“Seeing a partial eclipse bears the same relation to seeing a total eclipse as kissing a man does to marrying him,” wrote the American writer Annie Dillard in her 1982 essay, “Total Eclipse.” Some who read Dillard’s essay in preparation for the 2017 eclipse, followed her siren call.
Libraries around McHenry County, and beyond, ran out of solar eclipse glasses a week or so before the event.
Children and teachers stepped outside to partly cloudy skies, equipped with certified glasses, welder’s masks, pin-holes through cereal boxes, and instructions for seeing the eclipse by watching shadows. Younger children stayed home with parents or grandparents and watched holding cold beverages on a sweltering patio.
Some residents planned vacations or weekend getaways, so they could experience the totality. In short, residents of McHenry County got swept up in the eclipsomania with the rest of the nation.
Tina and Dennis Stipati from Crystal Lake traveled to Springfield for the weekend before deciding on Pinckneyville as their totality destination. They considered weather and distance from home in their decision-making. Pinckneyville boasted a totality of 1 minute, 57 seconds, 43 seconds less than Carbondale, where totality was the longest.
“Two minutes is the length of a Dale Carnegie speech,” rationalized one viewer. “That’s long enough for me.”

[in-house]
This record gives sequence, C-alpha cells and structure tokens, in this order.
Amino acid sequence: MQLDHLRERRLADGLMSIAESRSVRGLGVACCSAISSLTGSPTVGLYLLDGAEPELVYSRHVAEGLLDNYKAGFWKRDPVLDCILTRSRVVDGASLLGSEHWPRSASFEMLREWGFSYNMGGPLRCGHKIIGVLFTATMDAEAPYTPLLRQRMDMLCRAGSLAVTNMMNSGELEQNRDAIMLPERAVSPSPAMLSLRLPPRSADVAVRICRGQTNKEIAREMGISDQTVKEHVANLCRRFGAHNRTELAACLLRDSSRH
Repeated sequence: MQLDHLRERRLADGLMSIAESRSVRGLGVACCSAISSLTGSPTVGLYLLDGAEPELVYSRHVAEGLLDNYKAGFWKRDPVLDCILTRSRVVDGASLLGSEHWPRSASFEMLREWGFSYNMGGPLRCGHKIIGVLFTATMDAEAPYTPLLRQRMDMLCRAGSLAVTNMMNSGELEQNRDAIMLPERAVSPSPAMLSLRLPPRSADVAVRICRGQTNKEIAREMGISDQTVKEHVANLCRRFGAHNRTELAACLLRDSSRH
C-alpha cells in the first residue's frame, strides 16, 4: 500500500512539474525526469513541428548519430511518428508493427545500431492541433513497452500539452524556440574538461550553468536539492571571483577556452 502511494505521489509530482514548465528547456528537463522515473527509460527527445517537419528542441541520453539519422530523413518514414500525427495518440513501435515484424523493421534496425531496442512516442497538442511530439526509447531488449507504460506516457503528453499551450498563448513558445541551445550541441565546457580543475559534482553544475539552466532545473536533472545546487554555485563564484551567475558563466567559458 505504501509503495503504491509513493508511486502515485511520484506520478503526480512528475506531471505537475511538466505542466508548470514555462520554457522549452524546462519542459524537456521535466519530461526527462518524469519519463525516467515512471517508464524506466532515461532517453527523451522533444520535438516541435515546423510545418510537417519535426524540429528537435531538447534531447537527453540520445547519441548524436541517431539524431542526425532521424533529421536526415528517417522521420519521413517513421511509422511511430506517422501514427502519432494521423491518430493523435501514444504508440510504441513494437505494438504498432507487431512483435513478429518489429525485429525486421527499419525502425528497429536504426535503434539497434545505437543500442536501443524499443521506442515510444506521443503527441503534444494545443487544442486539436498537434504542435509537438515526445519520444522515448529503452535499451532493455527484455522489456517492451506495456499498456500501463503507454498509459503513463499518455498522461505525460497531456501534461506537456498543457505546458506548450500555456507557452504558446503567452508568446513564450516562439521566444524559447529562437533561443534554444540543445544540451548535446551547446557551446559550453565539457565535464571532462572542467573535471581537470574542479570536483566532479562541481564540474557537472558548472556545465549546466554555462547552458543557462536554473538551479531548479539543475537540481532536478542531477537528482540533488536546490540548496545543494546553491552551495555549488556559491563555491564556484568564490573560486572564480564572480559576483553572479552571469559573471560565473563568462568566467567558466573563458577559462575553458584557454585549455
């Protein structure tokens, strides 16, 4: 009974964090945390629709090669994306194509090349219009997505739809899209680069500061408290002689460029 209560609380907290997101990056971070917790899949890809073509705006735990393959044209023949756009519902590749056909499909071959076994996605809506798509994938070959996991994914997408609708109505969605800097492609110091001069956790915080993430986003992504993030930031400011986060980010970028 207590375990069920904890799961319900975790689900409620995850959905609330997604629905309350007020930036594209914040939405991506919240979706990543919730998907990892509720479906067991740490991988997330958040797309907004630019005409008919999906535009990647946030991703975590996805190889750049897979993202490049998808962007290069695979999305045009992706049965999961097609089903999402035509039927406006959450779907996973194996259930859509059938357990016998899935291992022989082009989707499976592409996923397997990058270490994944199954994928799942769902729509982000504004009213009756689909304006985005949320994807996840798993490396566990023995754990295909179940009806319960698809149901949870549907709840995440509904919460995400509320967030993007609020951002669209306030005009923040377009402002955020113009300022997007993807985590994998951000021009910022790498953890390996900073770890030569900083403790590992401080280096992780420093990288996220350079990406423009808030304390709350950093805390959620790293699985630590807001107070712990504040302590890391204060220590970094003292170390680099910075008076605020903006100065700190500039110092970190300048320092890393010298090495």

Pinckneyville is about 30 minutes north of Carbondale. McHenry County residents who chose it as a destination got a head start for the trip back home.
“I travel a lot,” said Dennis Stipati, vice president of sales at Radwin, a telecommunication company based in Israel. He conceded that this could be the last time he got a get a chance to see the totality. “We’re lucky we could do it. Sometimes I’m running so much, sometimes things happen and I wish I would have taken the time and done that. Tina spurs me on.”
The couple agreed that this was one of the experiences they wanted to add.
“It was awesome,” said Tina. She and Dennis settled in at the nearby fairground.
When the totality hit, the darkness enveloped them in an instant.
“The ring around the moon was like nothing you’ve ever seen. Suddenly, it was dark. People cheered and the crickets sang.”
Another observer compared it to “The Eye of Rah,” a science fiction reference to an Egyptian myth. “It was like a huge black orb in the sky surrounded by a ring of fire.”
In McHenry County, the moon partially eclipsed the sun, covering approximately 87 percent. It was a cloudy day, still, the special glasses, cardboard cutouts, and shadows allowed people like Linda Rudnik from Marengo to experience movement of the moon in front of the sun.
“Without glasses, you could go about your whole day and not know the eclipse was happening,” said Rudnick. “Viewing the moon moving in front of the sun was really interesting.”
Another observer commented on the difference in the darkness experienced during the totality, compared to night as a deep blue, but not black.
If haven’t experienced the totality, consider this, another total eclipse of the sun occurs again in 2024. The zone of totality goes right through Illinois once again.
–Totality awesome: Those who trekked to southern Illinois for eclipse found it worth the trip–